time to change the way we view music and the arts

Ghost Pressure shine brightly through a “Sunless Dawn”

Image courtesy of artist | Design credit: Bryan Lovett


It’s incredibly easy to go in search of new music and find that the primary source of inspiration for much of what’s out there, is meant to create songs for providing an escape from the weighty, more serious, and often stressful aspects of everyday real life. Just listen to nearly every pop anthem written in time for summer or for a night on the town. Less common, are songs that demonstrate bands are not only willing, but enthusiastic about highlighting a lyrical topic that creates more questions than answers and instills more introspective thinking than external release – especially when the band in question is still intent on presenting conceptual questions in a melodically memorable and appealing manner.

Long Island, NY quintet Ghost Pressure have long embraced this uncommon pairing of complex human concepts with a fluid and relatable songwriting style. Following the addition and formal introduction of vocalist Lauren Diehlmann (Killer Wails, Ninja Tree House) with last year’s single, “Tidal Shift,” the continually rising indie rock group is showing no signs of its interest in heavier narratives to be waning. Rather, now comfortable with their newly intertwined sound and style of arrangement, Ghost Pressure reveal new single “Sunless Dawn” and, along with it, the sense of freedom that comes from fully meshing together and becoming that much more free to concentrate on telling unexpected stories over having to work on practical adjustments.



While Diehlmann’s entrance and the writing of “Tidal Shift” were a large step outside of familiarity for both Ghost Pressure’s fan base and the band’s own musical methodology – integrating more harmonically driven hooks and polyphonic vocal lines more akin to choral arrangements – “Sunless Dawn” serves as a solidification of this evolution in direction. Not a song about new love, old love, social rebellion, or having a party, “Sunless Dawn” contemplates a question that is simultaneously super specific and extremely universal. The track is a recollection of a few memories in Diehlmann’s life: remembering what the sound of her grandfather’s voice was like, and remembering the reality that hit her when listening back to videos that featured the patriarch speaking. The singer found herself coming to terms with the disparity between her own sensory perception of the voice she thought she recalled and the subsequent memories that got built around it. That story is Diehlmann’s own but everyone has a first sound and subsequent sounds or voices that become special parts to one’s life story and so, the reflection on what it means to retain and recall those sounds is something anyone can find intrigue within.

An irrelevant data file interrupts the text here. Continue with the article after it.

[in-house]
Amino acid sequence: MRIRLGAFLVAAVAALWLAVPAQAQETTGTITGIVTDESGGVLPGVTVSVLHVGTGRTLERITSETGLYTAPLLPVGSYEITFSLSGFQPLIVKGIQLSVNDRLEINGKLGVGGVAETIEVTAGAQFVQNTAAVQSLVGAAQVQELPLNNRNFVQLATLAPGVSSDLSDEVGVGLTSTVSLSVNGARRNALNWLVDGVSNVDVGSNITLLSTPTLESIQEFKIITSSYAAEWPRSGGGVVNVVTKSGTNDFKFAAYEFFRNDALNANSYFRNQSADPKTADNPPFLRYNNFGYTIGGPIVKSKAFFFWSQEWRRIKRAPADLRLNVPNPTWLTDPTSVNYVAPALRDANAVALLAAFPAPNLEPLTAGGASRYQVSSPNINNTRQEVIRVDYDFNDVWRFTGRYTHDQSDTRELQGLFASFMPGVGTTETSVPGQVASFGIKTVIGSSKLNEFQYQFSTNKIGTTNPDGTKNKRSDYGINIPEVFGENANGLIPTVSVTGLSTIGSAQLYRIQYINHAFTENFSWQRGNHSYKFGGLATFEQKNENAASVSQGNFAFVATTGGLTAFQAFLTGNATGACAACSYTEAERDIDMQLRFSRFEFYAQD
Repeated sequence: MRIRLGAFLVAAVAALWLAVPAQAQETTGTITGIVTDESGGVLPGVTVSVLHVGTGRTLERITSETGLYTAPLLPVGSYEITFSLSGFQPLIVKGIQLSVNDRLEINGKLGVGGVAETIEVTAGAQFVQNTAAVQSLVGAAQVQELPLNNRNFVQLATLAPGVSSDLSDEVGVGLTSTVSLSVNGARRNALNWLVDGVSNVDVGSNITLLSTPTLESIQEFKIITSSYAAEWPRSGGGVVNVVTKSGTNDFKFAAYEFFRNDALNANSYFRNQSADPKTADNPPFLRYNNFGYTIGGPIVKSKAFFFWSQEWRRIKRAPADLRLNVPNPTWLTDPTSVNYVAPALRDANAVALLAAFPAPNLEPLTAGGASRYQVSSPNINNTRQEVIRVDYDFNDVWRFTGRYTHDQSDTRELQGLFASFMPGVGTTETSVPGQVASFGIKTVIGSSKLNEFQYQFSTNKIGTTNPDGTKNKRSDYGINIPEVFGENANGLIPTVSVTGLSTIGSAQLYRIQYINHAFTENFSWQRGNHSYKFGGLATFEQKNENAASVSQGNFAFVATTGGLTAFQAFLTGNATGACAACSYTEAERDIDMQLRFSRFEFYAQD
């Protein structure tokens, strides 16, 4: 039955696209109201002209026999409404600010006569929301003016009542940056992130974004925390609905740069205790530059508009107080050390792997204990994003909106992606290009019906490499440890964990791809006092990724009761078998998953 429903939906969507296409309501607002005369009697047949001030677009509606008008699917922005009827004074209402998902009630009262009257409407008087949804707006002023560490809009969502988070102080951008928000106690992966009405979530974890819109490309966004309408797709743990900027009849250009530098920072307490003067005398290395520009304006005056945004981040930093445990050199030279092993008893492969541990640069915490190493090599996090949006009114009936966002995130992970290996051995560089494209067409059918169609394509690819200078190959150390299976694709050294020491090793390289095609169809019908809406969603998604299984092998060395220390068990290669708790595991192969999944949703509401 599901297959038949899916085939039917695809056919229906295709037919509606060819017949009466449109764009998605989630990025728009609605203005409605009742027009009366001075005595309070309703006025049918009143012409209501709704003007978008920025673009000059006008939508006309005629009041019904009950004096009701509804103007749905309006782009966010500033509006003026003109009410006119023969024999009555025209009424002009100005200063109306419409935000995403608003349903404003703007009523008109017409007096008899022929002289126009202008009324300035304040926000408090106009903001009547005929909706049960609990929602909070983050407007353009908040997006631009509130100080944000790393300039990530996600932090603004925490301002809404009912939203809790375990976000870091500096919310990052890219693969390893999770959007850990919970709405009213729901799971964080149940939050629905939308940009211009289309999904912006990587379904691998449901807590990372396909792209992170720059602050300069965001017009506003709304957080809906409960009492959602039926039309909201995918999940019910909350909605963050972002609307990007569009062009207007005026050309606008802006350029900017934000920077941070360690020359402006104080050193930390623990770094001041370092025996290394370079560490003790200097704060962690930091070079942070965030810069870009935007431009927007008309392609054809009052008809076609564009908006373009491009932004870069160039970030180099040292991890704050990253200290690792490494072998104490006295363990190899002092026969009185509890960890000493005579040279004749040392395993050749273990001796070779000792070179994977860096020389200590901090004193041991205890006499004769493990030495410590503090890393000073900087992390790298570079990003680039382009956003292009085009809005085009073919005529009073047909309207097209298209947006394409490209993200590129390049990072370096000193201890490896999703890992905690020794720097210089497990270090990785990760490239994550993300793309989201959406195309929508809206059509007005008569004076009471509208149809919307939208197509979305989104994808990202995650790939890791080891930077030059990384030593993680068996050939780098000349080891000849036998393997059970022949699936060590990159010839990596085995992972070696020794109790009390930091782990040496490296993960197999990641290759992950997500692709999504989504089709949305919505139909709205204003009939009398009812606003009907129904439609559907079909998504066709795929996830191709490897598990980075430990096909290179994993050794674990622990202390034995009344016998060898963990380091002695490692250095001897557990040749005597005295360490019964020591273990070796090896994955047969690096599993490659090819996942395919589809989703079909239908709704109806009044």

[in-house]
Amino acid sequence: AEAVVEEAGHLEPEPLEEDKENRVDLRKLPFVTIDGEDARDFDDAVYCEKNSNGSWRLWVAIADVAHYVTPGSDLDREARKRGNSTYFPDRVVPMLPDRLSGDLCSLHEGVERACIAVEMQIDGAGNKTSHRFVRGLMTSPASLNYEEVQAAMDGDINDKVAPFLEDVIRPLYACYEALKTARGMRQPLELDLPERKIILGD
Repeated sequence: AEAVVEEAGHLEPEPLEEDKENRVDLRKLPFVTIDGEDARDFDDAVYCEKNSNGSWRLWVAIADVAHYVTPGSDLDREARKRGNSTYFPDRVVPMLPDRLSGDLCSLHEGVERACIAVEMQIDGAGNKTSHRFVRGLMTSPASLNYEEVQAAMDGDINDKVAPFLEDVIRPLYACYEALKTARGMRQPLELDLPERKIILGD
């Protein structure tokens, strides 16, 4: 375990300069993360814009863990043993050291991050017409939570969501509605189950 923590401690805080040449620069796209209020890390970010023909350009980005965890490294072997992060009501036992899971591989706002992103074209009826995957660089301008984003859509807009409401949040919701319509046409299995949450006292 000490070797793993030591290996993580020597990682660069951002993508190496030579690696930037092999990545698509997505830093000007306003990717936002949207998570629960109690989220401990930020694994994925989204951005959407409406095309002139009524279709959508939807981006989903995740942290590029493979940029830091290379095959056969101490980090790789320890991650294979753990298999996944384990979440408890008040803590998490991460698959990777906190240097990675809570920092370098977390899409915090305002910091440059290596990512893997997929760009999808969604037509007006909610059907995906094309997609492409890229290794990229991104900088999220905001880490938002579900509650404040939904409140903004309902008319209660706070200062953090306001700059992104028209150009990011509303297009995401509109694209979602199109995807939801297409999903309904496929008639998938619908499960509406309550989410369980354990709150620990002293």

Diehlmann has taken to the post of lead vocalist with confidence thus far. Though her voice is still a key piece of the arrangement, on “Sunless Dawn,” Diehlmann is able to spend a good amount of time singing in the upper register of her voice (during the ever crucial pre-chorus and chorus of the song to boot); really showcasing the light and mildly more formal aesthetic of her singing style. The contrast of this very expansive and delicate tone with Ghost Pressure’s classic leanings toward defined, metallic, and densely layered guitar and bass tones might seem like a crash course in arranging with oil and water. However, the two styles don’t avoid one another or feel forced. Such might be the case if Diehlmann’s voice were weak or her technique less aware and possibly littered with things like excess breaths. Yet, there are moments in the latter half of the track especially, where she provides plenty of breath support behind her increasing volume of tone, giving listeners a truly full-bodied sense of singing that can stand up to the rest of the band, as opposed to creating friction with strained belting, which is a commonly befallen habit of some more commercial singers.


Indie Rock band, Ghost Pressure

Image courtesy of artist | Photo credit: Mark Sylvester


Blended altogether, the alternating guitar tones of clean and smooth notes with more edgy and sustained notes work with the low end pulsing (but not overwhelming) momentum of the kick drum and bass to create a somewhat clean industrial sound not far outside of the realm inhabited by Paramore during the years of Riot (Fueled by Ramen, 2007). Ghost Pressure are not chasing pop punk glory by any means but earlier work by the Tennessee band did occasionally have a more steady alternative rock style of writing (see “When It Rains”) with which “Sunless Dawn” seems to coincidentally recall a bit of sonic resonance. However, perhaps that’s just a matter of individual perception…

Now fully past the period of trepidation that follows a dramatic line change, this new era for Ghost Pressure is proving to be exciting and full of potential on all fronts. After two great outings, the only thing that the band is at the mercy of now, is the momentum of the players’ collective imaginations and how fast the band can book more studio time with producer Ray Marte at Westfall Recording Company to get a full batch of songs cut to tape.

Sunless Dawn” is out now and available for purchase via Bandcamp, and streaming on Spotify.

See Ghost Pressure live at PIANOS on 31 March. Full show details are below.

Ghost Pressure Live at PIANOS
Saturday, March 31, 2018
158 Ludlow Street

Doors: 6:30PM / 18:30
Tickets available HERE.

Keep up with Ghost Pressure through its official website and these social media outlets:


Twitter (@GhostPressureNY)

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